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As a PHP programmer new to Perl working through 'Programming Perl', I have come across the following regex:

/^(.*?): (.*)$/;

This regex is intended to parse an email header and insert it into a hash. The email header is contained in a seperate .txt file and is in the following format:

From: person@site.com
To: email@site.com
Date: Mon, 1st Jan 2000 09:00:00 -1000
Subject: Subject here

The entire code I am using to work with this example regex is as follows:

use warnings;
use strict;

my %fields = ();

open(FILE, 'header.txt') or die('Could not open.');

while(<FILE>)
{
    /^(.*?): (.*)$/;
    $fields{$1} = $2;
}

foreach(%fields)
{
    print;
    print "\n";
}

Now, onto my question. I am unsure as to why the first subpattern has been modified to use a minimal quantifier. It is perhaps a small point to get hung up with, but I cannot see why it has been done.

Thanks for any replies.

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1  
Please note as a side issue that this mail processing seen here does not handle mail header continuation lines. The following is a legal and common header line: "Subject: This is a\n\tmultiline subject line\n". Also please accept your favorite answer. –  Seth Robertson May 19 '11 at 20:03
1  
Note that a minimal quantifier can be replaced by an ordinary (greedy) quantifier applied to a suitably restricted character class. In this case, consider /^([^:]*): (.*)$/, where the first group captures as many non-colon characters as possible. –  Narveson May 19 '11 at 20:34
1  
Just a side note, Programming Perl, despite being a classic is showing its age and does not include current thinking as to best practices in terms of style. Take a look at Modern Perl, Effective Perl Programming or Perl Best Practices to get this info. Newer versions of the Llama (Learning Perl) also feature these stylistic differences. PS, don't waste any time learning about pseudo-hashes, they've been removed from the language. –  daotoad May 20 '11 at 5:00

6 Answers 6

up vote 7 down vote accepted

If it hadn't, there is a risk that it wouldn't match correctly if the value contains :<space>.

Imagine:

Subject: Urgent: Need a regex

Without the minimal match $1 would get Subject: Urgent, and $2 would be Need a regex.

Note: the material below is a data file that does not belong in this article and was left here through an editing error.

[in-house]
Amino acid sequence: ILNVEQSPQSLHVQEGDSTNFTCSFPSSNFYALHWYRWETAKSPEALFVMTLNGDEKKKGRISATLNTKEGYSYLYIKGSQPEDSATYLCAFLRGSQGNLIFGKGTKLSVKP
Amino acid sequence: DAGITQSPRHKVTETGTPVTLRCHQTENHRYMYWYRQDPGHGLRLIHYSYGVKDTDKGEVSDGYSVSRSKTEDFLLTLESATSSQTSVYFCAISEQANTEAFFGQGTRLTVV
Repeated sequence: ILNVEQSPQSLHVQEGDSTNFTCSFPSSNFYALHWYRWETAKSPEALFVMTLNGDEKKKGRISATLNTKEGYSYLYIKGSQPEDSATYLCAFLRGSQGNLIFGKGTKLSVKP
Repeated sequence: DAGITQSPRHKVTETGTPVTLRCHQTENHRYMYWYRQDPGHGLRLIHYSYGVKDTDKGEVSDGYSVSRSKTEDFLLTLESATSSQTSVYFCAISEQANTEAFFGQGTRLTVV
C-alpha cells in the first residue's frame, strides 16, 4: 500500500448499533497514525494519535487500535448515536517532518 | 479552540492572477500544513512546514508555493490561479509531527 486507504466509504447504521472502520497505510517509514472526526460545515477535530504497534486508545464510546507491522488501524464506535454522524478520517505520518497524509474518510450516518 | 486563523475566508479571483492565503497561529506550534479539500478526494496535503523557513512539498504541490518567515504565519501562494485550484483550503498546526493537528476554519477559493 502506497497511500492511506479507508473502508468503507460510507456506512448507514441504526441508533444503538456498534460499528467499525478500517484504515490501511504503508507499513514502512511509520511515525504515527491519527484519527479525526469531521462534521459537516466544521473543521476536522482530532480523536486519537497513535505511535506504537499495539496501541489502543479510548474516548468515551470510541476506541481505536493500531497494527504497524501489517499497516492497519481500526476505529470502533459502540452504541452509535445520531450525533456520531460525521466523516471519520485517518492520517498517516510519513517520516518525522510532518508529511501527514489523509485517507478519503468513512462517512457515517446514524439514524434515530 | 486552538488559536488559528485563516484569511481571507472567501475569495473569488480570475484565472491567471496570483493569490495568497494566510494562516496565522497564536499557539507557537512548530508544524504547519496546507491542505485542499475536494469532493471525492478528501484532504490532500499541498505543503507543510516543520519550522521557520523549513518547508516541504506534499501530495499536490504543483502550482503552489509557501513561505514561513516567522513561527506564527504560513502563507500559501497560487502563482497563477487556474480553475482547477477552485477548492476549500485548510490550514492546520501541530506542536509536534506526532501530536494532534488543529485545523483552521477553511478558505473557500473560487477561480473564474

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That's great. Thanks for the replies everybody! –  Pete171 May 19 '11 at 17:55
    
No need to imagine a problematic header, the OP's Date: header has another colon in it. :-) –  tadmc May 19 '11 at 23:42
1  
@tadmc: the Date: header doesn't have that problem, it doesn't have : followed directly by a space. –  Mat May 20 '11 at 4:45

Consider what happens if the subject is Subject: RE: reply to something.

A minimal quantifier will stop after Subject, but the greedy quantifier will match up to RE.

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Because otherwise it will match all characters till last ':'. For example, without minimal quantifier this string:

Test: My: Weird: String

will match "Test: My: Weird" as the first group. But with minimal quantifier it will match only "Test".

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The reason it uses a minimal quantifier is that it does not need to read any further than the colon. And in fact, it should not. I'm not sure what characters can exist in these keywords, but I am pretty sure . is a bit too wide, and that is the problem. If your fields contain any colons, a non-minimal regex would gobble it all up, for example:

Subject: Counter Strike: Source

If the first subpattern was greedy, it would grab Subject: Counter Strike, and not just Subject.

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Not really, as original reg. ex. contains also space after ':'. So, in this case it will match same group with and without minimal quantifier. –  Andrey Adamovich May 19 '11 at 17:46
    
Ah, good eye! :) –  Brian Showalter May 19 '11 at 17:48
    
Yeah, I saw your comment the first three times you posted it.. =P –  TLP May 19 '11 at 17:48

Without a minimal quantifier, wouldn't the first capture for the Date line be "Date: Mon, 1st Jan 2000 09:00:" instead of "Date:"?

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1  
Not really, as original reg. ex. contains also space after ':'. So, in this case it will match same group with and without minimal quantifier. –  Andrey Adamovich May 19 '11 at 17:45
    
Ah, good point. The other answers here are better anyway. –  Shea Levy May 19 '11 at 17:47

Without that minimal quantifier, the value for $1 obtained from the "Date:" line would actually be "Date: Mon, 1st Jan 2000 09:00" due to Perl regex being greedy by default.

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1  
Not really, as original reg. ex. contains also space after ':'. So, in this case it will match same group with and without minimal quantifier. –  Andrey Adamovich May 19 '11 at 17:46

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